Next, the CTB approved the award of the contract to operate the Express Lanes inside the beltway to Transcorp. Amanda Baxter said the award was for almost $18 million plus five years of maintenance for an additional $10 million. She said the contract had an option for a five year extension of the maintenance contract. Finally, the CTB approved the bid of Fort Myer Construction for inside the beltway toll gantries and signs. Court Rosen asked why the winning bid was nearly twice the VDOT estimate. Layne responded they basically “blew the estimate”. Kilpatrick said it was a highly accelerated schedule with disincentives for late performance. He said they don’t do a lot of these all electronic toll gantry projects and nationwide this work is usually included in much larger projects. Fralin said this result is a warning that when VDOT does projects on its own it can’t afford to have bids come in at two times the estimate. Layne said outside the beltway bidders would have preferred to have this work but they chose a different path in the best interest of taxpayers.
The meeting concluded with Secretary Layne thanking the board for its work over the last two years. He said over time the public will appreciate the benefits of SMART SCALE. He noted a new member will be at the July meeting who will replace CTB member John Matney who had asked not to be reappointed. Marty Williams praised Matney for his advocacy for Southwest Virginia. Layne said the July CTB meeting would include a presentation on Hampton Roads, there would be no meeting in August, the September meeting would be in Fredericksburg and the Governor’s Transportation Conference would be held in October in Northern Virginia.
May Commonwealth Transportation Board MeetingJune 13, 2016
The Commonwealth Transportation Board (CTB) met on May 17 and 18 in Staunton, Virginia. All members of the CTB were present for this meeting. All presentation made at this meeting can be accessed by clicking on the links shown in blue in this email.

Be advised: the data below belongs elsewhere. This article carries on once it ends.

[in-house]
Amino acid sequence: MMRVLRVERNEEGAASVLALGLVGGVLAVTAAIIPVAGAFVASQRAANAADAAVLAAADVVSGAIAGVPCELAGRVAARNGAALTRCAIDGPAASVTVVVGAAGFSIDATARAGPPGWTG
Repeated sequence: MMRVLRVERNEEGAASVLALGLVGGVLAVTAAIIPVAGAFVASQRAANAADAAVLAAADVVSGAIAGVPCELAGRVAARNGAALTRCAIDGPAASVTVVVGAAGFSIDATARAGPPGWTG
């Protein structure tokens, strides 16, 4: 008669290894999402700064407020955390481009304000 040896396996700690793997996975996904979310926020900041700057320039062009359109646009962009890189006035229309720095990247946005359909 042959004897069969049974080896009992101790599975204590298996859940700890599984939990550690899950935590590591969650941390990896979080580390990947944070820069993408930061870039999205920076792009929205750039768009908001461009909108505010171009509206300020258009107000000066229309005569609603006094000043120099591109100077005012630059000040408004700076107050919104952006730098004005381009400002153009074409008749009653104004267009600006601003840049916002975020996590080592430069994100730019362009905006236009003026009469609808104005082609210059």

The agenda for the workshop can be found here. The workshop began with presentation of a video on the Staunton District by the Staunton District Administrator. Secretary Layne then began the workshop by saying this was the first meeting in a long time where all members of the CTB were present. He said the first two presentation of the workshop were among the most important of the year and cover the budget and six year plans for the Department of Transportation (VDOT) and the Department of Rail and Public Transportation (DRPT). He noted that the CTB oversees these two agencies and that understanding the financial aspects of VDOT and DRPT were one of the most important core functions of the CTB.
1. Draft FY 2017 VDOT Budget: John Lawson, VDOT Chief Financial Officer, presented the draft 2017 budget and six year financial plan that provides an overview of the revenues that will be available to VDOT in the next fiscal year and for the next six year improvement plan. He began by noting that there is an $829 million increase contained in the draft six year financial plan (SYFP) over the previous one as a result of the February 2016 update. He said this increase is primarily attributable to a $291.5 million increase in motor fuel tax collections (resulting from increased consumption) and $381.5 million increase in motor vehicles sales taxes through 2021. He also noted there would be a $1 billion increase in available federal revenues as a result of passage of the FAST Act. He next reviewed the changes in the distribution of revenues that resulted from HB 1887 (2015) that are shown on slides 3 and 4 of his presentation.
Lawson noted that this is the first SYFP where total transportation fund revenues will exceed $6 billion (slide 5). Highway Maintenance (VDOT and Local Payments) is allocated 36% of all revenues (about $2.1 bill) and Highway Construction is allocated about 31% of all revenues (about $1.87 billion) excluding an additional $496 million for regional programs (slides 6 and 7). Secretary Layne noted that about half of the construction dollars are federal dollars. CTB Member Gary Garczynski asked where the $52 million of revenues allocated to “other agencies” goes and Lawson said it was to agencies such as the Virginia State Police, DMV and the Attorney General’s Office. Secretary Layne said this is not VDOT’s money, it is the CTB’s money to allocate.
CTB Member William Fralin said he would like to know how much of an increase in state revenues have been realized year over year since the passage of the 2013 funding legislation. Secretary Layne responded the package was supposed to start revenue neutral and that most of the initial increase came from the regional funding. Lawson noted again that the increased revenues he reported did not include the regional revenues. Layne said the 2013 legislation has given the Commonwealth more revenues than we would have had without it but that the revenues are “nowhere near” the projections.